THE declaration by Victoria and New South Wales that fruitfly controls could be wound back has triggered alarm bells in South Australia's $1 billion horticultural and agricultural industry in South Australia.
SA Fresh Fruit Growers Association chairman Dino Ceracchi says it is imperative SA retains its fruitfly-free status and market freedom.
"Fruitfly would be devastating to our region and the fresh fruit growers here," he said.
Late last month, the Vic Department of Primary Industries said its government had considered declaring the pest endemic, except in the Sunraysia area.
And earlier this week, the NSW DPI said fruitfly exclusion zones in the Riverina area would no longer be funded by the NSW government.
While SA has not had a Queensland fruitfly outbreak since 2007-08, there were Mediterranean fruitfly outbreaks contained in Adelaide suburbs earlier this year.
It is illegal to carry fruits and vegetables into SA, unless they have been certified free of pests and diseases. Offenders face on-the-spot fines of $375.
In the 12 months since May 2012, 26,313-kilograms of fruitfly host material was collected at Yamba (on the SA border between Renmark and Mildura), with 8660.5kg collected at Ceduna and 10,142kg at Oodlawirra, which has restricted winter hours.
Between December 2011 and May 2012, another 3498kg of fruit and vegetables was collected at Pinnaroo.
SA Agriculture Minister Gail Gago said it was essential for SA to remain vigilant and maintain ongoing surveillance efforts to ensure it retained its fruitfly free status and safeguarded its $600million horticultural sector.
"Protecting SA against fruitfly allows our fruit and vegetable growers to access valuable markets and export premium food to the world," Ms Gago said.
"There has not been a fruitfly outbreak in the Riverland since 1991, despite hundreds of fruitfly outbreaks in NSW and Vic."
Ms Gago said the frequency of outbreaks was very low because of roadblocks, signage at entry points, disposal bins on highways and airports, interstate bus and train stations, the cooperation of the public and horticultural industry, and a significant community awareness campaign.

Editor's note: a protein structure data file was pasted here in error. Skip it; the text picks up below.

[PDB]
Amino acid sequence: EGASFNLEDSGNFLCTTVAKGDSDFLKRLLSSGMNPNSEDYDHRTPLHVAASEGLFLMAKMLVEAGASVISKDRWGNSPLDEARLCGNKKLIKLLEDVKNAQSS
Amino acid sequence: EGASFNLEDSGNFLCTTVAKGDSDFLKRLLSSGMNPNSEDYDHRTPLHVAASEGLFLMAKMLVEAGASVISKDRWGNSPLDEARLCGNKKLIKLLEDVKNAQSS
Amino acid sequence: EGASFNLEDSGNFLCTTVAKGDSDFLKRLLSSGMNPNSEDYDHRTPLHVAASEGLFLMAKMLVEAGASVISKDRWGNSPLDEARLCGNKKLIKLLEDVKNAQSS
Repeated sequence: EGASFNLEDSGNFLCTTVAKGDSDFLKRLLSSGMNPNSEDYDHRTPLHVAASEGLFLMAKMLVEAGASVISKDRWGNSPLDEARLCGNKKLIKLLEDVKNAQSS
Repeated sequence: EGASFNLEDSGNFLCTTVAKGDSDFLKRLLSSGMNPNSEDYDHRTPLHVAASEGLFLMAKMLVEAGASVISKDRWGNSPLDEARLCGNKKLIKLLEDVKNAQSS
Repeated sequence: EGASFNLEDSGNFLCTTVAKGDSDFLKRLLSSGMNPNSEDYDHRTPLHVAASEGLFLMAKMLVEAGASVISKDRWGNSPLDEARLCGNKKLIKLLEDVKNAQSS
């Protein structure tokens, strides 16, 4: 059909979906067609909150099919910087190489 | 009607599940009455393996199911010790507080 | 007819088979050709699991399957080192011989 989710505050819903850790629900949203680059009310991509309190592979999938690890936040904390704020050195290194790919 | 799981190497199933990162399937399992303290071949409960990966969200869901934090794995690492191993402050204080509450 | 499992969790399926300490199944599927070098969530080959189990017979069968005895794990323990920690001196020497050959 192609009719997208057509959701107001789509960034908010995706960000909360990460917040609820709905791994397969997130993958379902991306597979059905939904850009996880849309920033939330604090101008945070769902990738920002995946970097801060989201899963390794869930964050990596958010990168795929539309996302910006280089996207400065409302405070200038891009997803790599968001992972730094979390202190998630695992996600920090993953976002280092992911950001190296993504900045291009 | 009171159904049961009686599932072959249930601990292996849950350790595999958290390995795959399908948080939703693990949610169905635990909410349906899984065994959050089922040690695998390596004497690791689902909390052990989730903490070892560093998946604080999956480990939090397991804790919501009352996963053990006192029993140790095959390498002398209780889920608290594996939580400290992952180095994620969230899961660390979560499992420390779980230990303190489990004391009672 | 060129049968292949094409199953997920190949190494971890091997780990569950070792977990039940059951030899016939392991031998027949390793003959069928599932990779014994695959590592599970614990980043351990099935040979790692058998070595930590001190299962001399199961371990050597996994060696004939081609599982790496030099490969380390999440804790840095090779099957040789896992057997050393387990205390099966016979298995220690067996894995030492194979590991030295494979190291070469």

She said the State's fruitfly protection would remain strong, with roadblocks and signage at key entry points including Yamba in the Riverland.
"Legal requirements remain for all commercial consignments entering SA, whereby importers must be registered with Biosecurity SA and transporters must forward all manifests for commercial consignments of fruit, vegetables and plant material to Biosecurity SA prior to the consignments entering the State," she said.
"A number of measures are being taken to ensure that South Australia remains fruitfly-free, including opening the Pinnaroo quarantine station one month ahead of schedule, from November 1, instead of December 1.
"Biosecurity SA's quarantine staff are aware that the risks of fruitfly entering South Australia are now higher.
"This season's fruitfly community awareness campaign will continue the ring of protection of posters at various entry points and tourism outlets with a plea that 'fruitfly is in your hands' - that people can help make a difference."
Shadow agriculture minister Adrian Pederick said if fruitfly was found in the State, it had the potential to devastate the $1b agricultural and horticultural industry.
*Full report in Stock Journal, September 6 issue, 2012.